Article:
IoPT is a short form for Identity-oriented Psychotrauma Therapy, the theory developed by Professor Franz Ruppert over the last 28 years. As it says it is a theory of human identity, how it forms and how it is disturbed and fractured by traumatisation at the earliest stages of our life.
Franz Ruppert began his study of trauma back in the late 1980s, developing his theory through his own research and exploration of work with his clients and his own personal therapeutic exploration. In the early 1990s he came across the work known as Family Constellations and began to use the method developed by Bert Hellinger, the originator of Family Constellations. This method provided Ruppert with a research tool that he continues to use today, although today the method we use, The Intention Method, has evolved considerably from the original.
Ruppert’s theory has evolved into a clear and elegant theory of human identity and psychological trauma that, while having roots in many earlier theories and thoughts, is in itself cohesive and complete.
The foundations of this theory are:
- A clear understanding of the structure and function of the human psyche
- An understanding of human identity and will
- A clear and distinctive definition of what trauma actually is.
- A clear understanding of what surviving trauma involves.
- An understanding of love, sexuality and relationships
Human identity is who we really are; but the integrity of our identity has many influences, from the most subtle, eg how our mother feels about being pregnant and towards us while we are in her womb, whether she wants the baby or not, whether she feels love towards the baby or ambivalence or event hatred, to the more gross, eg if she attempts abortion and the child survives it.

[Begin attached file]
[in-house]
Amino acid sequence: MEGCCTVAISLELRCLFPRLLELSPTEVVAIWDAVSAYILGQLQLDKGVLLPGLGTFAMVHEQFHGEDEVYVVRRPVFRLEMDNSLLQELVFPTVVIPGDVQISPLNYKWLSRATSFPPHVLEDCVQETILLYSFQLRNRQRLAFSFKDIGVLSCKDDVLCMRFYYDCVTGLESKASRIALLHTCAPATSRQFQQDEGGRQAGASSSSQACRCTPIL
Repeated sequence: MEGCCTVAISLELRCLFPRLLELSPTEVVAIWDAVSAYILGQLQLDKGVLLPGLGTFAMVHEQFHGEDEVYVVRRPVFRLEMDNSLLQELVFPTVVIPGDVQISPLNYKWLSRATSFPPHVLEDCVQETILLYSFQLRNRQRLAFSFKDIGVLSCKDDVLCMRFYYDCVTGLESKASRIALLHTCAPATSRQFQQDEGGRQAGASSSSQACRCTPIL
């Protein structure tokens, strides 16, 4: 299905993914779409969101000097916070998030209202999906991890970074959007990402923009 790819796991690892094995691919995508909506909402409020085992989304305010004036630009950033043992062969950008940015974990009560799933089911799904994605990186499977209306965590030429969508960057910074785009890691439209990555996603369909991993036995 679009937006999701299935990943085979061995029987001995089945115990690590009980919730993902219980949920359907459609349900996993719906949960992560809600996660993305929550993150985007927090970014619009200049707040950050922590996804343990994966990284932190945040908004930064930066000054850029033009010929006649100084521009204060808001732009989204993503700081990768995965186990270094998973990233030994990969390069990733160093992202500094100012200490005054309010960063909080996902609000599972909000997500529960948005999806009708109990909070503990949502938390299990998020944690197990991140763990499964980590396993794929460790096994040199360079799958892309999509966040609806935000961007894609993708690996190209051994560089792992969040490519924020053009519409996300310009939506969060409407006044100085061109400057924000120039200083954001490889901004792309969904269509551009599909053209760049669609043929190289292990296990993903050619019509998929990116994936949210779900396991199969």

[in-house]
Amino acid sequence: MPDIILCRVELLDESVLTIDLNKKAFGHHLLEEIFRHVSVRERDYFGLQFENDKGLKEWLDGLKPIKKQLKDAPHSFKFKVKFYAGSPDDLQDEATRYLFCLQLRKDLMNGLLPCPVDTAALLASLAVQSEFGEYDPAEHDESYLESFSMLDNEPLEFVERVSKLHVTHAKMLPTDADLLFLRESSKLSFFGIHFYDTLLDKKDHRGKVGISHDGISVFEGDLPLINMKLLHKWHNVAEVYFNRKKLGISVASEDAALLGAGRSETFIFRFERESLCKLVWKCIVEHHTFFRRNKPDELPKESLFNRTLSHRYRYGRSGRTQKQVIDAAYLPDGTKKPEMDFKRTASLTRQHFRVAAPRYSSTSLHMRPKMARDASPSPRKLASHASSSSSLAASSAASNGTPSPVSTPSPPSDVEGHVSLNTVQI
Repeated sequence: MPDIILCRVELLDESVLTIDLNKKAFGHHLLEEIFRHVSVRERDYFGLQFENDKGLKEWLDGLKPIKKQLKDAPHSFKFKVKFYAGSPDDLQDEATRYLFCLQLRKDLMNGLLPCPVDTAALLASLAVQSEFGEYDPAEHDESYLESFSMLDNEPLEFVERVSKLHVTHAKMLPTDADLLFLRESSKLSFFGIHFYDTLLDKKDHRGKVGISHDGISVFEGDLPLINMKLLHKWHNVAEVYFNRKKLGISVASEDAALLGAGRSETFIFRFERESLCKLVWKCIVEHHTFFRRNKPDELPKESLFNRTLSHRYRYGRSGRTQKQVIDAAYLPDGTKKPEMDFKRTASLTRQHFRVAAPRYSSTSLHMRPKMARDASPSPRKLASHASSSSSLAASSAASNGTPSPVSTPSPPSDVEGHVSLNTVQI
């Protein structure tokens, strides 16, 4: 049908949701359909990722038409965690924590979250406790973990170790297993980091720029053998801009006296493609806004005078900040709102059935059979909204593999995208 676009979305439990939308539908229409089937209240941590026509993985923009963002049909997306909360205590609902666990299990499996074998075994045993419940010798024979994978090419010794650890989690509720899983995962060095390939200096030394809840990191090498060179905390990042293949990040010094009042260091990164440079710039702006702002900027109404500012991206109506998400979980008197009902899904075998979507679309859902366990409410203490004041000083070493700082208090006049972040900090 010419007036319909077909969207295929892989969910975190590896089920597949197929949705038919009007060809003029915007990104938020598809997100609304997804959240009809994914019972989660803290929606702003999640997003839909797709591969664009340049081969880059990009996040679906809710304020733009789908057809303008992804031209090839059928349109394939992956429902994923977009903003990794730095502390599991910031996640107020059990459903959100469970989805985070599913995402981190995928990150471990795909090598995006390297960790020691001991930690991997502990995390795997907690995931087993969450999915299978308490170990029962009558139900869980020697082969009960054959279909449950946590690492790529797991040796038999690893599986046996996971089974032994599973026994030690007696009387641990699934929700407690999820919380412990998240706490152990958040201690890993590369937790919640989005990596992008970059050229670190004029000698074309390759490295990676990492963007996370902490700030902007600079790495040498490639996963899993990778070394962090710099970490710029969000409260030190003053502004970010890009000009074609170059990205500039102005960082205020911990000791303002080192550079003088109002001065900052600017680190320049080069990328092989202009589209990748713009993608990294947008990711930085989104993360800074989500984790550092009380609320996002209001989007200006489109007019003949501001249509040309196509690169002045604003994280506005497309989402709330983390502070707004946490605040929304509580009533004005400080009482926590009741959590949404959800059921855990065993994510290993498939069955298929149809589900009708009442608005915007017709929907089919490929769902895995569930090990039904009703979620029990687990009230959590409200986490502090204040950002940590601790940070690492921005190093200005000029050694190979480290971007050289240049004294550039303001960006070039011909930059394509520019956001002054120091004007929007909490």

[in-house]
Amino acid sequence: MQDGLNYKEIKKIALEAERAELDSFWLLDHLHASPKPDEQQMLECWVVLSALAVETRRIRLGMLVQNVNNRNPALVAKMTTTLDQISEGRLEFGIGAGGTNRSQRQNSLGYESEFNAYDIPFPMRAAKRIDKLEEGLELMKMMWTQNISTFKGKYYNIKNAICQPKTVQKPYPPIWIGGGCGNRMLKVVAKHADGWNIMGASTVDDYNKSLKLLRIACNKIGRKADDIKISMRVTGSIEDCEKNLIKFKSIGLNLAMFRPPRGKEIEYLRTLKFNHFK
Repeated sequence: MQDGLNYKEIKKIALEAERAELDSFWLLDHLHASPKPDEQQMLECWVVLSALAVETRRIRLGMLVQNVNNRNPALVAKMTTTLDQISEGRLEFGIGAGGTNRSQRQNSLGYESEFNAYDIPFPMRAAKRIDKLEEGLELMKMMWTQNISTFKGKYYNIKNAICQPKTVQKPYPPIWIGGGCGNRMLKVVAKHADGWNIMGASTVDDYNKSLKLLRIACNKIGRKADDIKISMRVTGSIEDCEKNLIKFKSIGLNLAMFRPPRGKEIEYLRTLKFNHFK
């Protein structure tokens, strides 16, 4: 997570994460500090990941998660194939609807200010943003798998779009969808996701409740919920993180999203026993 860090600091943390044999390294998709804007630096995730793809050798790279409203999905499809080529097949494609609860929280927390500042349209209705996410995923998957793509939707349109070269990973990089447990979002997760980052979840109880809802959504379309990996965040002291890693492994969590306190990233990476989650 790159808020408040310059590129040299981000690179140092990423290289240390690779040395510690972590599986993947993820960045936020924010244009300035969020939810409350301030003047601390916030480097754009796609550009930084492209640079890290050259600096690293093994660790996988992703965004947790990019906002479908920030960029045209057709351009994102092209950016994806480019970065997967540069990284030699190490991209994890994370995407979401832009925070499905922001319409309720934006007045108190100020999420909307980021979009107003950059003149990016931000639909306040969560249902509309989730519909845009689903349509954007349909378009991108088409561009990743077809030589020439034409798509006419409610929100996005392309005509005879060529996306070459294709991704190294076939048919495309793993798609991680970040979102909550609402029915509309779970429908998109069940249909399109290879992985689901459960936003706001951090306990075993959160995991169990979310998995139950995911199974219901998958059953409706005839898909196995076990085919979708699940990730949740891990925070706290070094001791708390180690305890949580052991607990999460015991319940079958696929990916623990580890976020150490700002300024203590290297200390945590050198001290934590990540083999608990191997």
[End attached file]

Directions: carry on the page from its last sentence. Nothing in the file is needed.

The trauma of love is the term we give to the trauma of not being able to get a clear, loving connection with our mother at the earliest time in our life. The primary reason for this is if she herself is traumatised and psychologically split, and so is unable to tolerate real emotional connection. The trauma of identity is the first splitting where we have to give up on our healthy wanting self in order to have some connection with our mother; we have to identify with her wants. This is a severe loss of self, of identity, and from here on we construct our identity through identification with others (mother and father first), and through the attributions they give us, the things they tell us about ourself.
Trauma is literally about survival; it is an experience we are unable to psychologically metabolise, and in order to survive the moment our psyche splits the experience off. This experience remains split off and boundaried in our psyche, and we develop increasingly elaborate and subtle ways of maintaining this split.
The traumas of love and of identity happen at a pre-verbal time of our life, often pre-birth, and so are not available to us as cognitive memories, but are stored in the body, in the cells and the neural fabric of our being. These early traumas then influence entirely how well we are able to manage any later events that are traumatic. And the trauma of identity influences completely our ability to be in the world, to make relationships, be successful, feel good about ourselves and understand who we really are. We are not the myriad of identifications, attributions and survival strategies that we have developed. This is not who we really are.
Since this most important material about who we really are comes from the pre-cognitive time of our life, and so is not in our conceptual memory and cannot be talked about with any real reference, we have to have a method that can access this material. In fact everything we need to know about ourselves for our psychological healing is within us, if we have the means to access it.
This brings me to the method, the Intention Method.